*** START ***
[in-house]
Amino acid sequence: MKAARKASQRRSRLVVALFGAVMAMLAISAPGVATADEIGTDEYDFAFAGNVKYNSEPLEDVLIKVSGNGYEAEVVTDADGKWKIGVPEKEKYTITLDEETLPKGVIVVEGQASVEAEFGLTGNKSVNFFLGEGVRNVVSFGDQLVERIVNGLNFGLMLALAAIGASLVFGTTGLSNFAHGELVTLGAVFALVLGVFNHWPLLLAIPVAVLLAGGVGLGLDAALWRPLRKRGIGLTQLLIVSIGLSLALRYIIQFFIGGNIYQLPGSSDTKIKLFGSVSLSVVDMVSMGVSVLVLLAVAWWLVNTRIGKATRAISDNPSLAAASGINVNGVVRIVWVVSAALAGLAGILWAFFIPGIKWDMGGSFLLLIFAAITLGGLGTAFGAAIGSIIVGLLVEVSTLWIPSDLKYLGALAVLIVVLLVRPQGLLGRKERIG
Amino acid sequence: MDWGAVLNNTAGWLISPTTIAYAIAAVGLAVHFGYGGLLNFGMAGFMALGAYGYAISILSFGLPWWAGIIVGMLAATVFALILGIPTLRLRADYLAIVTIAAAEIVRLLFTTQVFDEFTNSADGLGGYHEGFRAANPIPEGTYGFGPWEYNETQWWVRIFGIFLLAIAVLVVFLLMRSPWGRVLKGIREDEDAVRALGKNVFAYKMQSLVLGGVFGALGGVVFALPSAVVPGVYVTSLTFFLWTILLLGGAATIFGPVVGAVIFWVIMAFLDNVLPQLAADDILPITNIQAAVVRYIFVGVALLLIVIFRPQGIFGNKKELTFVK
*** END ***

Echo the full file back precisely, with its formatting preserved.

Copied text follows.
[in-house]
Amino acid sequence: MKAARKASQRRSRLVVALFGAVMAMLAISAPGVATADEIGTDEYDFAFAGNVKYNSEPLEDVLIKVSGNGYEAEVVTDADGKWKIGVPEKEKYTITLDEETLPKGVIVVEGQASVEAEFGLTGNKSVNFFLGEGVRNVVSFGDQLVERIVNGLNFGLMLALAAIGASLVFGTTGLSNFAHGELVTLGAVFALVLGVFNHWPLLLAIPVAVLLAGGVGLGLDAALWRPLRKRGIGLTQLLIVSIGLSLALRYIIQFFIGGNIYQLPGSSDTKIKLFGSVSLSVVDMVSMGVSVLVLLAVAWWLVNTRIGKATRAISDNPSLAAASGINVNGVVRIVWVVSAALAGLAGILWAFFIPGIKWDMGGSFLLLIFAAITLGGLGTAFGAAIGSIIVGLLVEVSTLWIPSDLKYLGALAVLIVVLLVRPQGLLGRKERIG
Amino acid sequence: MDWGAVLNNTAGWLISPTTIAYAIAAVGLAVHFGYGGLLNFGMAGFMALGAYGYAISILSFGLPWWAGIIVGMLAATVFALILGIPTLRLRADYLAIVTIAAAEIVRLLFTTQVFDEFTNSADGLGGYHEGFRAANPIPEGTYGFGPWEYNETQWWVRIFGIFLLAIAVLVVFLLMRSPWGRVLKGIREDEDAVRALGKNVFAYKMQSLVLGGVFGALGGVVFALPSAVVPGVYVTSLTFFLWTILLLGGAATIFGPVVGAVIFWVIMAFLDNVLPQLAADDILPITNIQAAVVRYIFVGVALLLIVIFRPQGIFGNKKELTFVK